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  Mars Attacks! Ack Ack Ack Ack Ack. Ack.
Year: 1996
Director: Tim Burton
Stars: Jack Nicholson, Glenn Close, Annette Bening, Pierce Brosnan, Danny DeVito, Martin Short, Sarah Jessica Parker, Michael J. Fox, Rod Steiger, Tom Jones, Jim Brown, Lukas Haas, Natalie Portman, Pam Grier, Lisa Marie, Sylvia Sidney, Jack Black, Joe Don Baker
Genre: Comedy, Science FictionBuy from Amazon
Rating:  7 (from 6 votes)
Review: It's just another ordinary day in May, but in Kentucky there's a strange sight: a herd of cattle stampeding down the road, all ablaze. It doesn't make the national news, but whatever is responsible for it will soon as the massed forces of the planet Mars take flight from across the gulf of space, headed straight for planet Earth. The President of the United States of America (Jack Nicholson) surveys the information his military and scientific advisers have brought him and mulls over what action to take. General Decker (Rod Steiger) demands that defences be prepared for a battle, but Professor Kessler (Pierce Brosnan) asks for cooler heads to prevail, saying that the technologically advanced Martians are obviously peace loving. How wrong can one man be?

In the Tim Burton canon, Mars Attacks! is often forgotten about in the shadow of the more financially successful Batman or Charlie and the Chocolate Factory, or the cultier Ed Wood, but this film is just as much a tribute to Wood's preferred line in science fiction as Burton's profile of the director. Only this time around, the audience may still be in a privileged position to observe the characters and their deficiencies, but here there's a gleeful urge to send them up mercilessly instead of amused sympathy. In the nineteen-fifties alien invasion tales the threat was taken seriously, and may well have been standing in for real world worries, yet in this it's American culture that's fair game.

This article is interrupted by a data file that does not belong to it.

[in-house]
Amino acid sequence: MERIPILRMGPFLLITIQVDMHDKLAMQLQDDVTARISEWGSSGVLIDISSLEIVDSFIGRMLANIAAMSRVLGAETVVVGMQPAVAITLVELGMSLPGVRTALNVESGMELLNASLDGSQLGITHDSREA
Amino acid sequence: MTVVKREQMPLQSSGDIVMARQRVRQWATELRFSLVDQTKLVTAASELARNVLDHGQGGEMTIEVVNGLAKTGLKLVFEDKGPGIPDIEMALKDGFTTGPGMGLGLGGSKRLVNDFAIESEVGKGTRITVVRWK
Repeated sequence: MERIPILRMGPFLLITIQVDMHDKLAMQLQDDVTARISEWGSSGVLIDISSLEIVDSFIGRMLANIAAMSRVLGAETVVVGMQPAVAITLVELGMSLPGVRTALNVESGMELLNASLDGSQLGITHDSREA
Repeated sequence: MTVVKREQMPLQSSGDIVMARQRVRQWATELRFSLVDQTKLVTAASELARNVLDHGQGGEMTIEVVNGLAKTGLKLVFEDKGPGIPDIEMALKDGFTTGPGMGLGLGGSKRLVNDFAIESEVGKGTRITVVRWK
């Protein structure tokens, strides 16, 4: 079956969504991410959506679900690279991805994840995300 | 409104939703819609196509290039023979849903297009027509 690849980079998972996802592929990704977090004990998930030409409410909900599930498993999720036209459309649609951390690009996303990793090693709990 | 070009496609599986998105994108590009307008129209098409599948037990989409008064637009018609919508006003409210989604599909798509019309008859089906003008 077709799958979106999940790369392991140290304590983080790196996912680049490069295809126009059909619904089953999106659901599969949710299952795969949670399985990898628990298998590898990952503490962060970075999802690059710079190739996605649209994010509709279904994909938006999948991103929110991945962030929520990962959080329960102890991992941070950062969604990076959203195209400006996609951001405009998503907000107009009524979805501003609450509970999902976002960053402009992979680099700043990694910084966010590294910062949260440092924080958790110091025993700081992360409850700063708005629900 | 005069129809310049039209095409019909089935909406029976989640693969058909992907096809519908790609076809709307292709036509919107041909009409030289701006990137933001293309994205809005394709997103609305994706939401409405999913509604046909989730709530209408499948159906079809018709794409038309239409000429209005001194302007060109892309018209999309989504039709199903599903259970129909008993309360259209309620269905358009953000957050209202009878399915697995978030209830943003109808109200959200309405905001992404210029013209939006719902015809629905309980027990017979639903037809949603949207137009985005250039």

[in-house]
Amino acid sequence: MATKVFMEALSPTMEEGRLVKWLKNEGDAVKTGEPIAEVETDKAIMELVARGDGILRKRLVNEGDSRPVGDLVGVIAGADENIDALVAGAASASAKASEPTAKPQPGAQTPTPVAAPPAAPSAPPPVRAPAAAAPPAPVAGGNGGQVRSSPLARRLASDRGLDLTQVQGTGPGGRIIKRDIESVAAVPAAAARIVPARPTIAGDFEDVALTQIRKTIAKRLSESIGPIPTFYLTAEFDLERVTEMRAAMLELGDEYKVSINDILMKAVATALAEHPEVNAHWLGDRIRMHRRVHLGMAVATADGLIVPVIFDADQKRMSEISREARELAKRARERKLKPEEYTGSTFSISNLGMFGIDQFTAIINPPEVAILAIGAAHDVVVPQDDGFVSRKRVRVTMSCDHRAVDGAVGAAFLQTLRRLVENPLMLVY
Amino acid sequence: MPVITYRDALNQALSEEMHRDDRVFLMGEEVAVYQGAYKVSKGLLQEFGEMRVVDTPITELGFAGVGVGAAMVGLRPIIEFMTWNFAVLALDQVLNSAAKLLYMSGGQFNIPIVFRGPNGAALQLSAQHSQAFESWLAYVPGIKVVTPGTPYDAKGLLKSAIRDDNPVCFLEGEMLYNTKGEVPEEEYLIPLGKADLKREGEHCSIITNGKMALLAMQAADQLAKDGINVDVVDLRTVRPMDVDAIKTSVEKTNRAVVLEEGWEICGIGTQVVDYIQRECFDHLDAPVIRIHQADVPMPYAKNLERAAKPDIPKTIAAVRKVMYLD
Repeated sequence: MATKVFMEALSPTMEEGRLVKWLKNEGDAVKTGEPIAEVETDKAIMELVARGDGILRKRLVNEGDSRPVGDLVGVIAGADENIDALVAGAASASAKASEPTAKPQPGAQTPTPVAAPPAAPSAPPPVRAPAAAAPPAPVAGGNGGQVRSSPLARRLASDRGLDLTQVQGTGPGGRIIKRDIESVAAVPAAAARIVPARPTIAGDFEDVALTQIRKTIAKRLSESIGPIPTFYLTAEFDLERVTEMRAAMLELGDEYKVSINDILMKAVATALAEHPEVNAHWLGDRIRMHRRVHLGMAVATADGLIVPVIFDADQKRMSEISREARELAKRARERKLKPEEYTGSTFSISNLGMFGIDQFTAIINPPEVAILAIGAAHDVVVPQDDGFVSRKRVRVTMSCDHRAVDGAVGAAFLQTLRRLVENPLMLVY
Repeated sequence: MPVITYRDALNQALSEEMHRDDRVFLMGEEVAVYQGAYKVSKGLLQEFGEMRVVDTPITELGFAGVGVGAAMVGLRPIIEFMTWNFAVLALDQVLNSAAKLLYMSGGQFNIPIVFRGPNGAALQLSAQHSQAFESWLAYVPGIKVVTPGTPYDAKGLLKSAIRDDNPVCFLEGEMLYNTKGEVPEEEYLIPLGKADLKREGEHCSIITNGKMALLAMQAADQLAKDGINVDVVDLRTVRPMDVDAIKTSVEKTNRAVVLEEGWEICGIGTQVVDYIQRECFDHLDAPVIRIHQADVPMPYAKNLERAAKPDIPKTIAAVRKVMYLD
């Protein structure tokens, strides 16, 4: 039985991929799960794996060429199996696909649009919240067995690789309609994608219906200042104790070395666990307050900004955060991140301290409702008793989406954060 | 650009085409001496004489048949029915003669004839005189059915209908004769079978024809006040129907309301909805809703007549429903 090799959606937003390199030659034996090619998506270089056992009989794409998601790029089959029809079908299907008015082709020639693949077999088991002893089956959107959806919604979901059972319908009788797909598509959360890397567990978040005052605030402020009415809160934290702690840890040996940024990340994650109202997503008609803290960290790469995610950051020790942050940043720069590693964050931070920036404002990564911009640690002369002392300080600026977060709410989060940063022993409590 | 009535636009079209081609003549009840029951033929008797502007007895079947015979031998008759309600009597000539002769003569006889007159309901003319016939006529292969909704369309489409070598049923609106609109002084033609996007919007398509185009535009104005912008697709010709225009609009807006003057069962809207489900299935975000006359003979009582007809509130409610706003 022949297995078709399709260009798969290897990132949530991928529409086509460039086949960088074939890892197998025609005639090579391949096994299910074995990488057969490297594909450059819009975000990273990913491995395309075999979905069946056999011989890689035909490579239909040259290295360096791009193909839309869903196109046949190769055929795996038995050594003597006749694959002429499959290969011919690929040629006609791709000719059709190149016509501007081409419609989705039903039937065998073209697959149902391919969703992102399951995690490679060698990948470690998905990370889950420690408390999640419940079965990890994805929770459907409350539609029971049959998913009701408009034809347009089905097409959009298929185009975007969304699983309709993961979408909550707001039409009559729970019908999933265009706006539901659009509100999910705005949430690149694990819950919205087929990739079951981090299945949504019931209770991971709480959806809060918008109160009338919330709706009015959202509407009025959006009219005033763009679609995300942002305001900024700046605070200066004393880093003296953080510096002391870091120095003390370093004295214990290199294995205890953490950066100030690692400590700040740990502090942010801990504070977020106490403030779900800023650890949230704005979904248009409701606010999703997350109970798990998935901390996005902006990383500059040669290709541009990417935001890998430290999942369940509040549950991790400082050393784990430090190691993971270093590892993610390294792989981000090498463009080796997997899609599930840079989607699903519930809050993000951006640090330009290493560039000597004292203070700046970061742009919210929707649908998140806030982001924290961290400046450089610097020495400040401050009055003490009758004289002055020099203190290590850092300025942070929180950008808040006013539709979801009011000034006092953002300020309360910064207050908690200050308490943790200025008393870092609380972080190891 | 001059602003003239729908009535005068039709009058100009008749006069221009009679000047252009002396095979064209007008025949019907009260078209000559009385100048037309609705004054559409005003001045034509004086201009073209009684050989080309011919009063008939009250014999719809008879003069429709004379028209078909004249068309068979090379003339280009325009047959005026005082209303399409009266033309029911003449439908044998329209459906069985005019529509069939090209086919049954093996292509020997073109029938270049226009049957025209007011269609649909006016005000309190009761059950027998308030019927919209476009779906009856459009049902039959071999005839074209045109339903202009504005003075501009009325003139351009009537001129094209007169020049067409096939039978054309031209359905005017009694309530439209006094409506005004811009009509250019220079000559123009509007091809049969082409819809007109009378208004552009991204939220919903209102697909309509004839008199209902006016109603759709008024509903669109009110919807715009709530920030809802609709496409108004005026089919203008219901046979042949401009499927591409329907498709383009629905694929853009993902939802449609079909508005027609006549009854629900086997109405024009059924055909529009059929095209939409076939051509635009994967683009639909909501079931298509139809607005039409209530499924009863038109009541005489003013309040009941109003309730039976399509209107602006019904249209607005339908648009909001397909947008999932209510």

During the nineties there was a love of mass destruction in the Hollywood blockbuster, as they weren't worth their salt if there wasn't at least one huge explosion featured, and Mars Attacks! doesn't disappoint on the grand scale chaos front, almost parodying the contemporary excesses of the likes of the far more straight-faced Independence Day. It was based on a bubblegum card series of the sixties which was the cause of outrage among parents when the extent of the violence contained in them became clear, although you can't imagine many protesting about the silly, cartoonish horrors on display here.

Screenwritten by Jonathan Gems, the film has an all star ensemble cast to fill out the roles of the poor saps who either get zapped or see their world crumble under the Martian death rays. It's strange to witness such an array of talent hamming it up for goofy laughs (OK, maybe not in Nicholson's case) in what is basically an over-budgeted B-movie, but it doesn't harm the sense of fun any. In fact, there are so many different actors and actresses that none of them really get a chance to shine, their scenes being more like vignettes rather than part of a strong storyline. Perhaps due to this, Nicholson has two roles to increase his screen time, both the President and a conman planning to build a hotel in Las Vegas, where half the film is set.